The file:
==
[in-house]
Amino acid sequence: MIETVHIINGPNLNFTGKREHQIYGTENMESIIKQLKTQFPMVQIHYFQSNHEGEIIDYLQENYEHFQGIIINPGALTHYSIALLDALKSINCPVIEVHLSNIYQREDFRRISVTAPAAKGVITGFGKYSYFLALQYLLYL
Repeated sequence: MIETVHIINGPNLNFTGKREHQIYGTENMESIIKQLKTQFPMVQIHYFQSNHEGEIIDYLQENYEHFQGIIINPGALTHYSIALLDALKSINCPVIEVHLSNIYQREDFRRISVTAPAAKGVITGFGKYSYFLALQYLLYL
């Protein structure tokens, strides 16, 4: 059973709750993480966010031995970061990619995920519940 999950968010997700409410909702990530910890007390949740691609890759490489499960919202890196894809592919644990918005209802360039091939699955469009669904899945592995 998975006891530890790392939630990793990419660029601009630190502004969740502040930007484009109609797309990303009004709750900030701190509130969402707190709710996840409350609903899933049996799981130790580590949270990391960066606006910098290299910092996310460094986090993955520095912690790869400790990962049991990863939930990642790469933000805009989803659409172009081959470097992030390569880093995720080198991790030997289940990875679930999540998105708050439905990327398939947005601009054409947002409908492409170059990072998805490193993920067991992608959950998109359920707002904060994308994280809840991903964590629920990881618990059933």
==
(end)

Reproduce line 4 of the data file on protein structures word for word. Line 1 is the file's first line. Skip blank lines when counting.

């Protein structure tokens, strides 16, 4: 059973709750993480966010031995970061990619995920519940 999950968010997700409410909702990530910890007390949740691609890759490489499960919202890196894809592919644990918005209802360039091939699955469009669904899945592995 998975006891530890790392939630990793990419660029601009630190502004969740502040930007484009109609797309990303009004709750900030701190509130969402707190709710996840409350609903899933049996799981130790580590949270990391960066606006910098290299910092996310460094986090993955520095912690790869400790990962049991990863939930990642790469933000805009989803659409172009081959470097992030390569880093995720080198991790030997289940990875679930999540998105708050439905990327398939947005601009054409947002409908492409170059990072998805490193993920067991992608959950998109359920707002904060994308994280809840991903964590629920990881618990059933």